Skip to content Skip to navigation

BioBridge Peer Advising

BioBrige, Student Services Office, Gilbert 108

BioBridge peer advising is located in Gilbert room 108. 

What is BioBridge?

BioBridge is an undergraduate peer advising group and informational resource for the Department of Biology. BioBridge advisors serve as a link to several aspects of the biology major by:

  • Coordinating outreach programs for current and prospective biology majors
  • Organizing info sessions and panels on topics related to research, grants, the major, employment, and other post-graduate opportunities
  • Offering social events where Biology majors and prospective majors can get to know each other
  • Answering questions about major requirements, policies, and procedures
  • Promoting interaction between Biology faculty and undergrad students

If you have questions about how to declare the major, find a research position, which courses to take, or where to study away from campus while still graduating in 4 years, come by the BioBride office hours or send them an email.

Office Hours

Office hours are held during weeks 2-9 of Autumn, Winter, and Spring quarters. Due to the shelter in place, we will be hosting Zoom office hours in Spring Quarter. You will find the Zoom link in the weekly Biology newsletter. If didn't receive the newsletter, please send an email to the BioBridge peer advisors.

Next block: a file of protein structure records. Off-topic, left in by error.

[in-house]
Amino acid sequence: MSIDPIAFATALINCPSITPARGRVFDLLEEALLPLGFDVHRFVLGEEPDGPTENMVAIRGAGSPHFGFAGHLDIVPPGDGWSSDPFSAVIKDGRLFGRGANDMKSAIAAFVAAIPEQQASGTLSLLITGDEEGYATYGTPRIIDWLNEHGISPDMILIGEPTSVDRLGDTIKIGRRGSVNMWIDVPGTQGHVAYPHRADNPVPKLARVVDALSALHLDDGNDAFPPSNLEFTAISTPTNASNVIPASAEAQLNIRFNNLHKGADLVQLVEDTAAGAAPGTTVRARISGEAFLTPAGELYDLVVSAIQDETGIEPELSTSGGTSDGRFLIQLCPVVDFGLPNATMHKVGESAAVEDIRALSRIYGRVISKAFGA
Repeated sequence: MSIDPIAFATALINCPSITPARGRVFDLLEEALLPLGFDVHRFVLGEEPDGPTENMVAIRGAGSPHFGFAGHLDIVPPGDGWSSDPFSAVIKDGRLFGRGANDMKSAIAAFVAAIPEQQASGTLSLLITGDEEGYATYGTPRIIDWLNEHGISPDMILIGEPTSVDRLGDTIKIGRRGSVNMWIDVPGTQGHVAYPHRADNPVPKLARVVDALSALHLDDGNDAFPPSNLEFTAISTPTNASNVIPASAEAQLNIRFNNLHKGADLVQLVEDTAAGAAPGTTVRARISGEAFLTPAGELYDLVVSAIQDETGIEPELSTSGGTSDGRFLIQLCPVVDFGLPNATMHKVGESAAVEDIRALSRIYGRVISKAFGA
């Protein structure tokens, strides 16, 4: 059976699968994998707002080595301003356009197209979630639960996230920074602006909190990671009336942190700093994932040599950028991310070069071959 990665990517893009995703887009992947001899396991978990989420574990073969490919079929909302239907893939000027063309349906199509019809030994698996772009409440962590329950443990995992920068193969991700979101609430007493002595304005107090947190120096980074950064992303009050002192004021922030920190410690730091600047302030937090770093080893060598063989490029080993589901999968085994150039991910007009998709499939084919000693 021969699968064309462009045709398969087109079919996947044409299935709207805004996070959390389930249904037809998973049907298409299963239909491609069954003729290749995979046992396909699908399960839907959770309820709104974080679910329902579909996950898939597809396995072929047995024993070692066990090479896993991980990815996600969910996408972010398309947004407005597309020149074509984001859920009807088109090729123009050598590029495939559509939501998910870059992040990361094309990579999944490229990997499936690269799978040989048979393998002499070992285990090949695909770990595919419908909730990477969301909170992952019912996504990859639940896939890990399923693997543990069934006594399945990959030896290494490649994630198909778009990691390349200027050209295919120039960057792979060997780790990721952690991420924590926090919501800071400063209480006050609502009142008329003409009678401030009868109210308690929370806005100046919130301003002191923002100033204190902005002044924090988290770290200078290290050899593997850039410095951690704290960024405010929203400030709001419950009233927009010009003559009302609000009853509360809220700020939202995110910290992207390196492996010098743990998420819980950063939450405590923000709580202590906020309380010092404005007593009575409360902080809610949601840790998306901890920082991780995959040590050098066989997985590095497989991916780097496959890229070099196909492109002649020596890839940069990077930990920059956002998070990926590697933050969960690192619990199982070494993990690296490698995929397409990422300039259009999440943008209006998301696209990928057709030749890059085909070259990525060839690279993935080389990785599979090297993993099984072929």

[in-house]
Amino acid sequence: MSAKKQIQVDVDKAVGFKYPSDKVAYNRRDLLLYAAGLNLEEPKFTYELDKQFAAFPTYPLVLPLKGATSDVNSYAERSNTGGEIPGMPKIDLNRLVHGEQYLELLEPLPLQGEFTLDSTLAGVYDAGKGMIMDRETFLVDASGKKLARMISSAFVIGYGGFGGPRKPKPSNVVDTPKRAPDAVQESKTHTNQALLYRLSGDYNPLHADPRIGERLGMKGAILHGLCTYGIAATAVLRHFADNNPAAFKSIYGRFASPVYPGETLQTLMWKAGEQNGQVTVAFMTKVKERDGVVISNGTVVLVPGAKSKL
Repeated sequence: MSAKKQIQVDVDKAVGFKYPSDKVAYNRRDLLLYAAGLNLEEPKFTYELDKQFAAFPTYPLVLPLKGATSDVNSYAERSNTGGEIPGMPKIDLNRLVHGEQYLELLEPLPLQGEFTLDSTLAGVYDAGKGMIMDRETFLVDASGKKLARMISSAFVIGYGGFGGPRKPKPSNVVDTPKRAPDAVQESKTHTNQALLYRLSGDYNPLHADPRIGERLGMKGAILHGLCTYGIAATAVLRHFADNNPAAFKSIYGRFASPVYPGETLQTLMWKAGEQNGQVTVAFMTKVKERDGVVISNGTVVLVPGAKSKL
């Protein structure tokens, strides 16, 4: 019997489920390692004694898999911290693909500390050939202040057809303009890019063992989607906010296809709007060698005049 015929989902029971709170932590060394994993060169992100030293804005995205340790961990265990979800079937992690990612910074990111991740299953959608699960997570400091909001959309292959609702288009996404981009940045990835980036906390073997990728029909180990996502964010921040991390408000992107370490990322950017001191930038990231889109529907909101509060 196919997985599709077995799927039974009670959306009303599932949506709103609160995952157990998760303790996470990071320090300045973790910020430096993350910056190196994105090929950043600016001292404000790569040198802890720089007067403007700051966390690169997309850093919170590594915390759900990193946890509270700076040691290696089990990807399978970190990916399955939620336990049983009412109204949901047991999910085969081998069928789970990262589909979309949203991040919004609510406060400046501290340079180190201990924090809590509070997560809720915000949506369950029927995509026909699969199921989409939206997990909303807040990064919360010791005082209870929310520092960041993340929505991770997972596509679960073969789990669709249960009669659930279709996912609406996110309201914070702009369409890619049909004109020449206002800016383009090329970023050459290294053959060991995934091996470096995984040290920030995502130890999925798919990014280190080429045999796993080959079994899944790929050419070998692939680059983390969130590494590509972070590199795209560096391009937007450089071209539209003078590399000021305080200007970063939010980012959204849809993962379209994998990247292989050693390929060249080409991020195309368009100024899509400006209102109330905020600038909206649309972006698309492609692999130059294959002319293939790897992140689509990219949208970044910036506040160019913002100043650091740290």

Winter Quarter 2020-21 Virtual Schedule:

  • Monday 11:30am-1:30pm PST  (Maria)
  • Monday 7:00pm-9:00pm PST (Maitri)
  • Tuesday 9:30am-11:30am-9pm PST (Jiwoo)
  • Wednesday 7:00pm-9:00pm PST (Saket)

Meet Your Advisors

Jiwoo Lee, Class of '21: Jiwoo is a senior majoring in Biology with a concentration in Computational Biology, minoring in Ethics and Technology, and pursuing a co-term in Biomedical Informatics. She is passionate about human genetics, big data, and ethical considerations of both, and she plans on attending medical school. Currently, Jiwoo works in the Fraser lab, developing a foundation for massively parallel precise genome editing to enable CRISPR screens in human cells. She also works remotely at the Broad Institute, using big data from electronic health records and genetic information to predict cardiovascular diseases. On campus, Jiwoo is involved with Cardinal Free Clinics, Korean-American Student Association, and Sigma Psi Zeta. She loves hiking, skiing, and riding her pennyboard. Jiwoo is excited to talk to students about the computational biology track, co-terms, four-year plans, research, and being pre-med!